Thanks again William!! Blessings, Earth Angel!!


ericsomething profile image

ericsomething 9 years ago from Charleston, SC and Riverside, CA

Excellent piece, and just as relevant as the day you first published it. I guess the time it stops being relevant is the time to worry -- because that could only happen if censorship becomes a fact of daily life in our society.


Kenny Wordsmith profile image

Kenny Wordsmith 9 years ago from Chennai

I am actually confused about censorship. I believe in free speech, and in self-discipline, and hate others dictating my speech and habits.

But, I am not sure about it all the time. Suppose some one publishes something inflammatory that provokes others to burn cars or hurt people? 


William F. Torpey profile image

William F. Torpey 9 years ago from South Valley Stream, N.Y. Author

Thank you, compu-smart and Bob for your feedback. I'm not opposed, Bob, to critical military secrets of the kind practiced in WW II. Earth Angel, I appreciate your input. In my remarks about "alien lifestyles" etc., my objection is to the "promotion" of these behaviors in movies and on TV -- It's not my intention to do harm to anyone. Each of us, I believe, has his own demons to struggle with, and now, more than ever, I take the view of "To each his own."


William F. Torpey profile image

William F. Torpey 9 years ago from South Valley Stream, N.Y. Author

Thanks for the comment, Kenny. I believe that free speech is critical to a free society, which I think we all want. The U.S. Supreme Court says you can't shout "fire" in a crowded theater. The law also does not allow you to libel anyone. I think your free speech ends where someone else's rights are infringed. In a civilized society, I think we must follow the rule of law -- to do anything else would be folly. If someone publishes something "inflammatory" that provokes someone to do something illegal, it becomes a criminal investigation. Such provocation could be avoided by the publisher of such inflammatory remarks. Most newspaper, radio or TV stations, magazines, etc. are careful to avoid libel lawsuits. Attempting to solve the problem through censorship, I believe, would be counterproductive -- and futile. Ultimately, it's better to know what's on the minds of such people than to drive them underground. If it's not criminal, and not libelous, then its up to those who publish such material to apply good judgment and common sense.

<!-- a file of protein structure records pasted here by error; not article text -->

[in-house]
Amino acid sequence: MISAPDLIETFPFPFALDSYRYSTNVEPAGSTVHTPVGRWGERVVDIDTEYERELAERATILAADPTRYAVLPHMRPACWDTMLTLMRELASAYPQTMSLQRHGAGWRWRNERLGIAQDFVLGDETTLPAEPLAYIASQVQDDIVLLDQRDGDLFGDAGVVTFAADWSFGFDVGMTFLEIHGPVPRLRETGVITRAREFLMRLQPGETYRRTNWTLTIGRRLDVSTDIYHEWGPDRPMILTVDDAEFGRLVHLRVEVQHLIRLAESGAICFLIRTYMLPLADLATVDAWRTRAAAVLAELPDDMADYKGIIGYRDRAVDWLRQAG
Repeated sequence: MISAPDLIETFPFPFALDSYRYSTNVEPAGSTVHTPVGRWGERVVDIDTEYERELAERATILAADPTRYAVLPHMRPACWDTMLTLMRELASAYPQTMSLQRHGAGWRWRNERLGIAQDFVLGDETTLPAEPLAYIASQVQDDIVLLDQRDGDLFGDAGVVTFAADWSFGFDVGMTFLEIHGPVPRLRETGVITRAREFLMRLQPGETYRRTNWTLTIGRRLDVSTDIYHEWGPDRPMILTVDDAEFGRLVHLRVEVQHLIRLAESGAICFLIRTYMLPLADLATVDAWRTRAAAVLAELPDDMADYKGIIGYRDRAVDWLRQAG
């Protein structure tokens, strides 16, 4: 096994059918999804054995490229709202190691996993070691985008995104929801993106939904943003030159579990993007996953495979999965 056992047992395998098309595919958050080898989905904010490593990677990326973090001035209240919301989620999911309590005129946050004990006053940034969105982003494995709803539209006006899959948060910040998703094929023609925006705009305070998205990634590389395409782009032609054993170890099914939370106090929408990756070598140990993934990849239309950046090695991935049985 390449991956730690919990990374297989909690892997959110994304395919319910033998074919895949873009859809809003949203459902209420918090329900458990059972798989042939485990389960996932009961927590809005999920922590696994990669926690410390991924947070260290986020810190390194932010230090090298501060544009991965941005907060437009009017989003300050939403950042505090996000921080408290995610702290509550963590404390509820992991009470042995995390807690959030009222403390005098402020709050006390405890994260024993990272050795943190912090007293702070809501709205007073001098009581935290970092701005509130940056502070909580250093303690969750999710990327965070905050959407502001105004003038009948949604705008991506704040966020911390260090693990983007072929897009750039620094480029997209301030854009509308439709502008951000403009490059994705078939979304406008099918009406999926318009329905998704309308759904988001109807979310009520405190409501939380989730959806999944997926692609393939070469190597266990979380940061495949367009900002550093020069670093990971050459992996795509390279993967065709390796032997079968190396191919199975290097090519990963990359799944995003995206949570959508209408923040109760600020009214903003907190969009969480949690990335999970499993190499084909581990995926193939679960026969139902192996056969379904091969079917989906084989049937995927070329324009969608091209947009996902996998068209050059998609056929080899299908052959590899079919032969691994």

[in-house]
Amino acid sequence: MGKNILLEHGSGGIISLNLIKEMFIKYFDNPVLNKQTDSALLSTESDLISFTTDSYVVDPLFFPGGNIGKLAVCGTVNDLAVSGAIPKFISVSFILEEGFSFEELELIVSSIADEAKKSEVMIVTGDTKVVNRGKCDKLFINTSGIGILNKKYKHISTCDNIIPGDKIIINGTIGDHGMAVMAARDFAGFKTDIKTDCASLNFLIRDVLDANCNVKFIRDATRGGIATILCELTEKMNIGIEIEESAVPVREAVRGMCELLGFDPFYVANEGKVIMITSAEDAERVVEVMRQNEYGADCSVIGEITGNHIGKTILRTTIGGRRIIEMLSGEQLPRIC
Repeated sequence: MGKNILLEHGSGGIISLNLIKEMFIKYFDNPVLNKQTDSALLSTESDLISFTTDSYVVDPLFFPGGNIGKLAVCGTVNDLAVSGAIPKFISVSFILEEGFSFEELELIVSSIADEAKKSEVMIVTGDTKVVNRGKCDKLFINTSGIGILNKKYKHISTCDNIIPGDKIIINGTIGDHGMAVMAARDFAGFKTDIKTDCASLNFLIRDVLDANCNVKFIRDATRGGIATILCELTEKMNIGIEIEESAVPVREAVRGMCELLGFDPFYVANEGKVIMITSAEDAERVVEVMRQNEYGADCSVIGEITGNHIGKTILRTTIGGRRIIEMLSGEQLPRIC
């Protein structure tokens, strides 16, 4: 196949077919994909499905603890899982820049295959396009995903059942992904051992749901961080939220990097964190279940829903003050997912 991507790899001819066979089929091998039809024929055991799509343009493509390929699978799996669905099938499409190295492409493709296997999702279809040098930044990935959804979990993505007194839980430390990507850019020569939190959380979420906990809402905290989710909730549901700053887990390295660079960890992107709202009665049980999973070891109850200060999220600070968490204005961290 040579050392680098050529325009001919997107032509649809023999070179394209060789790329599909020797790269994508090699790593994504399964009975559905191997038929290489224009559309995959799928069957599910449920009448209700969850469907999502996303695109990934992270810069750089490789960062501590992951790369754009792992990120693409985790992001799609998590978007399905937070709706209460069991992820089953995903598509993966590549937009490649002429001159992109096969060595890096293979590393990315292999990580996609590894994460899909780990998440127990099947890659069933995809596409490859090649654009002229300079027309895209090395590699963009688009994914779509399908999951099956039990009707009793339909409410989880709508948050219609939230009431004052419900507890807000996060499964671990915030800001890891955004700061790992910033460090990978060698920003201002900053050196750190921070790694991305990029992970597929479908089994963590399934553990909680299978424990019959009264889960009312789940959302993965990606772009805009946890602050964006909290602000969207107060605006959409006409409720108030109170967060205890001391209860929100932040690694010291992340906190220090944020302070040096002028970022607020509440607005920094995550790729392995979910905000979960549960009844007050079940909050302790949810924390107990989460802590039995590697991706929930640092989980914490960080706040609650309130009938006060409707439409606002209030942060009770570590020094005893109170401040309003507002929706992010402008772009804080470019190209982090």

Kenny Wordsmith profile image

Kenny Wordsmith 9 years ago from Chennai

Hmmm...right. And I understand that there's no perfect answer to this, just as there's no perfect democracy.

Thanks for an answer as long as the hub! 


Earth Angel profile image

Earth Angel 9 years ago

GREAT response William!! As a promoter of self-publishing I am often amazed at the requests I get from people who have NOT thought through the entire process yet!! Wonderful to have all of you who continue to think independently, speak your mind, have common sense and are sensitive to some of the legalities!! Blessings, Earth Angel!!


Paraglider profile image

Paraglider 7 years ago from Kyle, Scotland

Hi William - just found this one as it popped up as a related hub on my newest one on much the same subject. I agree that censorship is very hard to live with. The _only_ case that can be made for it is protecting children, but that's technically very difficult or impossible to achieve.


William F. Torpey profile image

William F. Torpey 7 years ago from South Valley Stream, N.Y. Author

Thanks, Paraglider. Protecting children is indeed difficult, and I'm sorry to say I don't think, as a society, we're doing a very good job.


wabond profile image

wabond 3 years ago from England

Censorship can only work if you can censor things you don't like but no one is aware you are doing this. After all the mainstream media can choose to pick what stories to cover, and end up acting as censors of stories they refuse to cover.


William F. Torpey profile image

William F. Torpey 3 years ago from South Valley Stream, N.Y. Author

The answer to your comment, wabond, would take a full-length book to cover the issue adequately. But here's my short answer: Any self-respecting newsman whose newspaper, radio, TV or other medium proclaims itself to be objective knows what it takes to be objective and reports the news in that manner. Media that fail to act objectively soon gain a reputation for bias and end up with readers or viewers of the same ilk. Inevitably, each newspaper, radio or TV station reflect the values of its owners, its management and its staff. That's how newspapers and TV stations develop reputations that reflect their overall views -- left or right, responsible or irresponsible, reliable or unreliable, objective or subjective. There are no easy answers.